The cloud has an image problem. The term'which refers to the distributed networks of servers that store data and power all kinds of Internet services'gets tossed around a lot, but it doesn't evoke much beyond a vague nimbus of Amazon orders and MP3 files. So when James Lindenbaum, CEO of a communal workspace for cloud developers called Heavybit Industries, decided to set up shop in San Francisco's tech corridor, he needed an office that would convey the engineering muscle behind his members' software. 'We wanted a building that had a really heavy and serious look from the outside,' says Lindenbaum, who compares developing for the cloud to building the roads and laying the pipes that allow individual companies to operate. 'I didn't want this to feel theoretical when we go out and tell the world about it. There's a place where people do this thing. It's real.'
Heavybit operates like a residency program for nascent software-development companies, each of which spends nine months under the program's wing. Lindenbaum wanted an office that would encourage these young businesses to share ideas as they build their products, refine best practices, and pick up tips from Heavybit's speaker series. In early 2012 he enlisted Lisa Iwamoto and Craig Scott, principals of the San Francisco'based practice IwamotoScott Architecture, to renovate a converted warehouse he had leased in the city's South of Market district. That May the duo, who often introduce digital fabrication and design-build elements into their projects, set about transforming the three-level concrete-frame structure into a workshop for building the intangible infrastructure of the cloud.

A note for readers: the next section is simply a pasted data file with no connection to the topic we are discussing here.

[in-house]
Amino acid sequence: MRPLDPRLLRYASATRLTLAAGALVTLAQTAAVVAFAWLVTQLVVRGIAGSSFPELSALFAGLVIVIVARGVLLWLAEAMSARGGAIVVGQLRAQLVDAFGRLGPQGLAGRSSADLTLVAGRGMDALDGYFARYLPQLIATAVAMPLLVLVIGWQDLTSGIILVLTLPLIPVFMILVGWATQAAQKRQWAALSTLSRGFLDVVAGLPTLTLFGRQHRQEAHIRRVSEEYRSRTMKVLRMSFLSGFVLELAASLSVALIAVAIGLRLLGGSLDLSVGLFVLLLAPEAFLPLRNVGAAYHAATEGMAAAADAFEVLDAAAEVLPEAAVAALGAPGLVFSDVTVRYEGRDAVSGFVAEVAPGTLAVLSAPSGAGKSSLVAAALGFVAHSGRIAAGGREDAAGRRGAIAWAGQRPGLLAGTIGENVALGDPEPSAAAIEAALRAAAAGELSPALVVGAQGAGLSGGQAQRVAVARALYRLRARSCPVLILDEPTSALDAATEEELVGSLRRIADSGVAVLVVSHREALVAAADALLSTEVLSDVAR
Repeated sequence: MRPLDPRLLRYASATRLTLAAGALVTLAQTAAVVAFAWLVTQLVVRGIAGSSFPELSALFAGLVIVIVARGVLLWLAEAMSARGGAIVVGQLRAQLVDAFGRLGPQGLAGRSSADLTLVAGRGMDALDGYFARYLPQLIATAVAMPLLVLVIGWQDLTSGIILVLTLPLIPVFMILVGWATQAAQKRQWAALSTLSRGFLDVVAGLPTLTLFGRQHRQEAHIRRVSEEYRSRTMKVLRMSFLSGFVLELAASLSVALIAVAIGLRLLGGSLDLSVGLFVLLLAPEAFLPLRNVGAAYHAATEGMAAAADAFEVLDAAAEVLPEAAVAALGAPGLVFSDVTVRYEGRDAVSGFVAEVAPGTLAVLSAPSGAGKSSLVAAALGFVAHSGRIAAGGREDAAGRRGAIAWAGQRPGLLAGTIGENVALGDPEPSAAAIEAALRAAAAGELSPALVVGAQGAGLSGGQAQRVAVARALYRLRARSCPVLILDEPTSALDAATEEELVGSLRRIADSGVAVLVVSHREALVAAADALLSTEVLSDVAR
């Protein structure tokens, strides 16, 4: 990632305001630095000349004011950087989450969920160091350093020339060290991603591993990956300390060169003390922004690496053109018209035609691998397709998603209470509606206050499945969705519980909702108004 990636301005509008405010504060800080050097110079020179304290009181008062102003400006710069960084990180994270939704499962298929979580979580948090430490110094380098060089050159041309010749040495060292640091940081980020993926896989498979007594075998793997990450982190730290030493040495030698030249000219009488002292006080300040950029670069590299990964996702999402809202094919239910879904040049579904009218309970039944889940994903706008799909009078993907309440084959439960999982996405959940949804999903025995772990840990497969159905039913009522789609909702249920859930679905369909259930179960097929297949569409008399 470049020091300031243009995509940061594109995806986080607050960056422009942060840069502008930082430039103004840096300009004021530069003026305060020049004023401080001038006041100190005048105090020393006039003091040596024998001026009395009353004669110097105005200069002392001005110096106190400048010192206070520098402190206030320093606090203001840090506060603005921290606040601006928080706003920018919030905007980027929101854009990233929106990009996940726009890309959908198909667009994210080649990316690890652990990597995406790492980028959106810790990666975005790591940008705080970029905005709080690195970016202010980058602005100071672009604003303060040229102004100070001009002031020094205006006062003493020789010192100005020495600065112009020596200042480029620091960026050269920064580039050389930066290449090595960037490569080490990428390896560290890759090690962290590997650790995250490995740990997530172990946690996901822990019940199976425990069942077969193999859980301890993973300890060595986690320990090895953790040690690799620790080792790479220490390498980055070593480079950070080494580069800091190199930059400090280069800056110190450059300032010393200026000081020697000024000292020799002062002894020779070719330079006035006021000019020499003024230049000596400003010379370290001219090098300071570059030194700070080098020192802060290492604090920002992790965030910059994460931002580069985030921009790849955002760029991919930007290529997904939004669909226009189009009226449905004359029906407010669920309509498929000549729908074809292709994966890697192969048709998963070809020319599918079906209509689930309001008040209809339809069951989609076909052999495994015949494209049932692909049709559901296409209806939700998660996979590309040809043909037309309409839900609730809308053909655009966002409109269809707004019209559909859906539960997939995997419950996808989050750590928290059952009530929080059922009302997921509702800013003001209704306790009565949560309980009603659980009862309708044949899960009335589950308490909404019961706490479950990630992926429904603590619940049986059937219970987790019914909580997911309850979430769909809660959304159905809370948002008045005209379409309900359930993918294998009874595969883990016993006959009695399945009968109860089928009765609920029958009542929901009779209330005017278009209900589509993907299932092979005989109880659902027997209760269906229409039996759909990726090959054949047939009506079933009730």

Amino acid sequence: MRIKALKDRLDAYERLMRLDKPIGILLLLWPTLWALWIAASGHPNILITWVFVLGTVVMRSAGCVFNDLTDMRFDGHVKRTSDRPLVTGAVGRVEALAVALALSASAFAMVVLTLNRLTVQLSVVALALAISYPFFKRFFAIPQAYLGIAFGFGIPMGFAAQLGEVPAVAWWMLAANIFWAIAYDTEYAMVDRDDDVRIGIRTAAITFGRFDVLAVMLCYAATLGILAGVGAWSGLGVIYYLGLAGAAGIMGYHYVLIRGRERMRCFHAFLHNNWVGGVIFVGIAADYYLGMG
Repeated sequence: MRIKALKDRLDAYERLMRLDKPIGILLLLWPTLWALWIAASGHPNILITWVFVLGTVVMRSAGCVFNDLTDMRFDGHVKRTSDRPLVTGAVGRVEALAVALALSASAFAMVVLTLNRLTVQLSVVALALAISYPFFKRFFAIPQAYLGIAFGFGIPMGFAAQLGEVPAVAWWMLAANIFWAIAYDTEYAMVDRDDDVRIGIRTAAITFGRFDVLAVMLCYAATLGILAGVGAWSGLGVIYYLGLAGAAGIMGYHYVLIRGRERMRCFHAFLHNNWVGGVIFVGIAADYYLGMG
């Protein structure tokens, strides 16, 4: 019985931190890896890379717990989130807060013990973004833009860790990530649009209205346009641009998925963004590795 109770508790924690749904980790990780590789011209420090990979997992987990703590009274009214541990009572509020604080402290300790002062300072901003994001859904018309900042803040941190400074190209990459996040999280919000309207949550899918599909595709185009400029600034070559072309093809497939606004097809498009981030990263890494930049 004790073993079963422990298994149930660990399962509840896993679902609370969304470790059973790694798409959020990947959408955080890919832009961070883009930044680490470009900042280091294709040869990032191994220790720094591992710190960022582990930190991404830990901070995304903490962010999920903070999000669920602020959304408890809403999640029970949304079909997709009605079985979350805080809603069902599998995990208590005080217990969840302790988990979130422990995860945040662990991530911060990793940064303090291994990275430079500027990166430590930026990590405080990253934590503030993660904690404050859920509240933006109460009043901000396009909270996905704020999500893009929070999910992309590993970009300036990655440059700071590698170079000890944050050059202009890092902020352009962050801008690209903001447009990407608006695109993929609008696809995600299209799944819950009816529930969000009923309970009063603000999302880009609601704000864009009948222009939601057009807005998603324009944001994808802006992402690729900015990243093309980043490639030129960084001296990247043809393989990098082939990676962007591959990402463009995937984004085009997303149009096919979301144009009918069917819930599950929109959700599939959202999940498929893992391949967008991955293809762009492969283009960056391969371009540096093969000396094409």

The warehouse's owner, with San Francisco-based Theodore Brown & Partners, had already restored the shell, sandblasted the structure's Douglas-fir ceiling joists, and replaced the storefront windows on the main level. 'It was just a big open space, totally disconnected from the upper floors,' says Iwamoto. The architects divided the ground floor into a common room with flexible seating, a gunmetal-hued kitchen, and a conference room and bike-storage area defined by a reclaimed-wood wall. To open up and visually connect the first two levels, the team removed a central portion of the second floor and suspended a steel staircase in the gap. Viewed head on, the risers look sturdy and substantial, but in profile they almost disappear. 'It wanted to be as thin as possible,' says Scott, 'so that it could appear to be floating but still feel heavy at the same time.'
Throughout the project, it is this careful balance of solidity and transparency that keeps Heavybit from getting bogged down by its own hefty image. To carve up the ground floor and still preserve sightlines, the designers built an angular seating platform out of stacked laminated-plywood sheets. The feature's shape and height vary to serve different functions: it is a stair landing, a podium for speakers, a reception desk, a standing 'idea bar,' and bench seating in one continuous form. The architects countered its smooth, folding surfaces by leaving the lap joints raw and unfinished on the ends. 'This is a laminated platform, but it also feels like a hewn thing because of the edge grain at the sides,' says Iwamoto.